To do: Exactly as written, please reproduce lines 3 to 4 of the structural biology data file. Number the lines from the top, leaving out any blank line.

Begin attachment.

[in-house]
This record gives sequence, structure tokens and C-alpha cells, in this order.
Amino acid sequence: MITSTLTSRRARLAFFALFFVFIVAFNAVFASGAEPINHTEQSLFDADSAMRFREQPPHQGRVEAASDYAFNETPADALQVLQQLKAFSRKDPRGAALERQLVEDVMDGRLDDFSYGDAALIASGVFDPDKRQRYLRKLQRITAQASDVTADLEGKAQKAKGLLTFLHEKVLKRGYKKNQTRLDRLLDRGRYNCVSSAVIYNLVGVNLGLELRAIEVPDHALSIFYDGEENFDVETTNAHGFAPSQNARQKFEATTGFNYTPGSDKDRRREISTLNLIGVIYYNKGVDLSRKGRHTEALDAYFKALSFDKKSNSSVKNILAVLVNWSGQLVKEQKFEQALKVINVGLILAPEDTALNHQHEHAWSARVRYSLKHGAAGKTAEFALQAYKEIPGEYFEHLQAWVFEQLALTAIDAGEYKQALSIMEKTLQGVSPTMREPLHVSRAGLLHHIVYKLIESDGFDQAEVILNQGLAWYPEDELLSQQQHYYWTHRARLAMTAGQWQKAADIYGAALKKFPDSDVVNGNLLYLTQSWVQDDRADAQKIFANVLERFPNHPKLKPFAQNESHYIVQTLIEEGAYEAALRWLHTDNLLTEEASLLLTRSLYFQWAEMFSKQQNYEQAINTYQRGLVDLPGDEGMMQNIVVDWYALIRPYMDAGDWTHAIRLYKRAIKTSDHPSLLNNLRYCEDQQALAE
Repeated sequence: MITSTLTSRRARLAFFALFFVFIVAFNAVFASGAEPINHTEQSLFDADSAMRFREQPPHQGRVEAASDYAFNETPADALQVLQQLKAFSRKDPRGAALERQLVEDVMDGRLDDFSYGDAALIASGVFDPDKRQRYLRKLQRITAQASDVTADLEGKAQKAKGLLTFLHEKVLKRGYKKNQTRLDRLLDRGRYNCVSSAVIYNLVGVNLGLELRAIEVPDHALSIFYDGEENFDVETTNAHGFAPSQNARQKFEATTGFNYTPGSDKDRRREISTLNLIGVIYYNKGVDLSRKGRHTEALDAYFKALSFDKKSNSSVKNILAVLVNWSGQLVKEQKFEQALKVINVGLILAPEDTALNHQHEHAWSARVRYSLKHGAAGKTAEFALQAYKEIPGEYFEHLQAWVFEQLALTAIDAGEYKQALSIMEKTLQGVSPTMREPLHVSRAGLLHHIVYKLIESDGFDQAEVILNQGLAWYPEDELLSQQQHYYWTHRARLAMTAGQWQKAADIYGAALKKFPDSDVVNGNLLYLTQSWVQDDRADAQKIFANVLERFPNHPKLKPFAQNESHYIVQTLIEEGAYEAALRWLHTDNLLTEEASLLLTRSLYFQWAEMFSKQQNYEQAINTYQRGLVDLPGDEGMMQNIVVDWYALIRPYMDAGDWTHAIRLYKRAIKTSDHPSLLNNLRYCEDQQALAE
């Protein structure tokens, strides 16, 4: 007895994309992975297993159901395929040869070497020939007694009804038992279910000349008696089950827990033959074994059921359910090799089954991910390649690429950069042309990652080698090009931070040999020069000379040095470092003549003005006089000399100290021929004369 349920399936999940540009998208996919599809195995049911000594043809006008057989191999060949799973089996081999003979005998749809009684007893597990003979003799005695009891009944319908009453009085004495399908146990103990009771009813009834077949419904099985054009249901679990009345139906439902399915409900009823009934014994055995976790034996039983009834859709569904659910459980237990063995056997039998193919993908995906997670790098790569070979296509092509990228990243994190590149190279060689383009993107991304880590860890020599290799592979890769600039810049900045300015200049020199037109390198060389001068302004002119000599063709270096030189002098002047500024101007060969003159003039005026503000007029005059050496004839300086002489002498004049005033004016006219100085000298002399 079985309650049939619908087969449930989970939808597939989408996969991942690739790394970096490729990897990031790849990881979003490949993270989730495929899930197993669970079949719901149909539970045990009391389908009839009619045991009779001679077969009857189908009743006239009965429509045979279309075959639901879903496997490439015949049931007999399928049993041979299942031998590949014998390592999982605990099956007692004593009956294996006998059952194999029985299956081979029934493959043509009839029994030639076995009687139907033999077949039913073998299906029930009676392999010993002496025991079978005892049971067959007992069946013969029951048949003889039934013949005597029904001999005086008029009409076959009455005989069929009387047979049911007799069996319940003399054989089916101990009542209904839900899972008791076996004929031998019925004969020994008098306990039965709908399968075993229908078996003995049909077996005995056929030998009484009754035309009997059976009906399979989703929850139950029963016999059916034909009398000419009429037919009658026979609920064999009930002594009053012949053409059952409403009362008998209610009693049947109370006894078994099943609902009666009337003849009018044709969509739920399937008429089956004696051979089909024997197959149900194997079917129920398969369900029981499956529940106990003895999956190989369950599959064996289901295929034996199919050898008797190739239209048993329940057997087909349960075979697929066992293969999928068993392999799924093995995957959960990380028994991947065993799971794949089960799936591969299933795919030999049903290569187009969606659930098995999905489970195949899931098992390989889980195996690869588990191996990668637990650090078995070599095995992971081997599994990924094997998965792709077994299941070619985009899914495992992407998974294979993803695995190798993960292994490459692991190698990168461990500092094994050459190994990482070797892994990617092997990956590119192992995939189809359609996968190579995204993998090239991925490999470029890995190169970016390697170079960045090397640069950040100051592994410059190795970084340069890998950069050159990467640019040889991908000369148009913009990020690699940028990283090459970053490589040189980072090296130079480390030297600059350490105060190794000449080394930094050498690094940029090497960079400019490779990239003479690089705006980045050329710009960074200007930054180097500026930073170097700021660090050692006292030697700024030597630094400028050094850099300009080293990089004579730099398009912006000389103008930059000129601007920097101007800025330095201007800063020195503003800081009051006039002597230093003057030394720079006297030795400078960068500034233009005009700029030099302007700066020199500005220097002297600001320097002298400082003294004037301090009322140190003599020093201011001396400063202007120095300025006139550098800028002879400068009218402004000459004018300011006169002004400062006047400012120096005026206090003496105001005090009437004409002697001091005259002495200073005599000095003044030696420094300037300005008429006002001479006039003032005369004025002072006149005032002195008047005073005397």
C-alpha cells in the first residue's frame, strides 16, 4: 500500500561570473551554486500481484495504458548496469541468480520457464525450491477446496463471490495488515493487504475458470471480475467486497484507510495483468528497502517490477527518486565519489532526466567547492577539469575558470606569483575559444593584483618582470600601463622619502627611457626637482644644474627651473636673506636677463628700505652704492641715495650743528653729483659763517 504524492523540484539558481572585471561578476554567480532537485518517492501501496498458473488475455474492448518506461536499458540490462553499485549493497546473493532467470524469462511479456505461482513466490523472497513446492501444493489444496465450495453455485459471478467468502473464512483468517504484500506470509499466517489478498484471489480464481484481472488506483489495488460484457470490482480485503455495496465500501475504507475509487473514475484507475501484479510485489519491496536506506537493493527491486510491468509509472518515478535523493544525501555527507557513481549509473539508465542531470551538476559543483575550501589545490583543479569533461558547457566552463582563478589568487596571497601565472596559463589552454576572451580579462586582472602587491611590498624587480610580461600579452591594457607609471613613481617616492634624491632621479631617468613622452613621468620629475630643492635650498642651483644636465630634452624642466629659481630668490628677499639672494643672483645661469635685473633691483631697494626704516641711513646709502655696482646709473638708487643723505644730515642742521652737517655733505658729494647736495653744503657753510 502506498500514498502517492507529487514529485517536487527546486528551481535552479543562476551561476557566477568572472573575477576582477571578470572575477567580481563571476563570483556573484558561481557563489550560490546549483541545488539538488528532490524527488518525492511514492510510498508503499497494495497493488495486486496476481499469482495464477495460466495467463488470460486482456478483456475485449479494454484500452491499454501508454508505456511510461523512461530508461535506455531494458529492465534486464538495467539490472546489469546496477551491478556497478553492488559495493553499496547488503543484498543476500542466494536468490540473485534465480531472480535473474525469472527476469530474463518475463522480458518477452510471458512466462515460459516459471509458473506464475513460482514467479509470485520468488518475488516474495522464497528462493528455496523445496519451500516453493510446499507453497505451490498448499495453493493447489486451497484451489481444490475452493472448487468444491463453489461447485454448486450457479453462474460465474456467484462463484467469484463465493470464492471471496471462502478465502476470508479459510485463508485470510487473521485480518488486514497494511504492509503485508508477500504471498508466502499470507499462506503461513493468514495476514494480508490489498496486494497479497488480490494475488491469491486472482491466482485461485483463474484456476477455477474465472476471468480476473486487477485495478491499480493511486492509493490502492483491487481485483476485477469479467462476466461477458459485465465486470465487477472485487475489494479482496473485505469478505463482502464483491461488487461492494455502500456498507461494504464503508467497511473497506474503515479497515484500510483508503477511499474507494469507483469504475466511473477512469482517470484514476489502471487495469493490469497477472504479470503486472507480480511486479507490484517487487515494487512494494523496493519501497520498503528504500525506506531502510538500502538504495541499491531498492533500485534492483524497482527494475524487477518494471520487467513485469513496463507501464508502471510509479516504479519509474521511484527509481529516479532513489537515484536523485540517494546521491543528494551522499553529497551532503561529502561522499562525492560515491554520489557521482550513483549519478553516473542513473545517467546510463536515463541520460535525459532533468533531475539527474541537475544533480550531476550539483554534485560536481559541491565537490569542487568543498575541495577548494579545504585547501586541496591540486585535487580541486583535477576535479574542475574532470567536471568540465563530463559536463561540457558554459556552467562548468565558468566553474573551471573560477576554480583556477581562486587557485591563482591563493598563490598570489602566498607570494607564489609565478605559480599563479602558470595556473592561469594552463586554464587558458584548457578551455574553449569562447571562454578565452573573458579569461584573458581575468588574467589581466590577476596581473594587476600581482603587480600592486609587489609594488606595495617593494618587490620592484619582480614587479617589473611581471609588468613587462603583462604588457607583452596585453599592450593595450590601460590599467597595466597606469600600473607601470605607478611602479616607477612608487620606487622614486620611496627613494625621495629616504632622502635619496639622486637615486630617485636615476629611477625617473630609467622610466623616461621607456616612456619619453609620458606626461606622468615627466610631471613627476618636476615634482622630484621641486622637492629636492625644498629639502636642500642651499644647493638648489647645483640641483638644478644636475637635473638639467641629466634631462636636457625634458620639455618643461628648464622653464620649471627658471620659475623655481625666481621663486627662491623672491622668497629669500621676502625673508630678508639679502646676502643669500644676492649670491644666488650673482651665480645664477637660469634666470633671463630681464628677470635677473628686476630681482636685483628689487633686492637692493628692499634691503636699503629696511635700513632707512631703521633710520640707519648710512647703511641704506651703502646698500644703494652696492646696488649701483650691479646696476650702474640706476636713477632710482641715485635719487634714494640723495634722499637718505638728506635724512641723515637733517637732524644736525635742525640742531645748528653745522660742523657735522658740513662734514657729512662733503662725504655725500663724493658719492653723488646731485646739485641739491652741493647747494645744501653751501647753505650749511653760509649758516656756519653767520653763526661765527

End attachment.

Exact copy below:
Amino acid sequence: MITSTLTSRRARLAFFALFFVFIVAFNAVFASGAEPINHTEQSLFDADSAMRFREQPPHQGRVEAASDYAFNETPADALQVLQQLKAFSRKDPRGAALERQLVEDVMDGRLDDFSYGDAALIASGVFDPDKRQRYLRKLQRITAQASDVTADLEGKAQKAKGLLTFLHEKVLKRGYKKNQTRLDRLLDRGRYNCVSSAVIYNLVGVNLGLELRAIEVPDHALSIFYDGEENFDVETTNAHGFAPSQNARQKFEATTGFNYTPGSDKDRRREISTLNLIGVIYYNKGVDLSRKGRHTEALDAYFKALSFDKKSNSSVKNILAVLVNWSGQLVKEQKFEQALKVINVGLILAPEDTALNHQHEHAWSARVRYSLKHGAAGKTAEFALQAYKEIPGEYFEHLQAWVFEQLALTAIDAGEYKQALSIMEKTLQGVSPTMREPLHVSRAGLLHHIVYKLIESDGFDQAEVILNQGLAWYPEDELLSQQQHYYWTHRARLAMTAGQWQKAADIYGAALKKFPDSDVVNGNLLYLTQSWVQDDRADAQKIFANVLERFPNHPKLKPFAQNESHYIVQTLIEEGAYEAALRWLHTDNLLTEEASLLLTRSLYFQWAEMFSKQQNYEQAINTYQRGLVDLPGDEGMMQNIVVDWYALIRPYMDAGDWTHAIRLYKRAIKTSDHPSLLNNLRYCEDQQALAE
Repeated sequence: MITSTLTSRRARLAFFALFFVFIVAFNAVFASGAEPINHTEQSLFDADSAMRFREQPPHQGRVEAASDYAFNETPADALQVLQQLKAFSRKDPRGAALERQLVEDVMDGRLDDFSYGDAALIASGVFDPDKRQRYLRKLQRITAQASDVTADLEGKAQKAKGLLTFLHEKVLKRGYKKNQTRLDRLLDRGRYNCVSSAVIYNLVGVNLGLELRAIEVPDHALSIFYDGEENFDVETTNAHGFAPSQNARQKFEATTGFNYTPGSDKDRRREISTLNLIGVIYYNKGVDLSRKGRHTEALDAYFKALSFDKKSNSSVKNILAVLVNWSGQLVKEQKFEQALKVINVGLILAPEDTALNHQHEHAWSARVRYSLKHGAAGKTAEFALQAYKEIPGEYFEHLQAWVFEQLALTAIDAGEYKQALSIMEKTLQGVSPTMREPLHVSRAGLLHHIVYKLIESDGFDQAEVILNQGLAWYPEDELLSQQQHYYWTHRARLAMTAGQWQKAADIYGAALKKFPDSDVVNGNLLYLTQSWVQDDRADAQKIFANVLERFPNHPKLKPFAQNESHYIVQTLIEEGAYEAALRWLHTDNLLTEEASLLLTRSLYFQWAEMFSKQQNYEQAINTYQRGLVDLPGDEGMMQNIVVDWYALIRPYMDAGDWTHAIRLYKRAIKTSDHPSLLNNLRYCEDQQALAE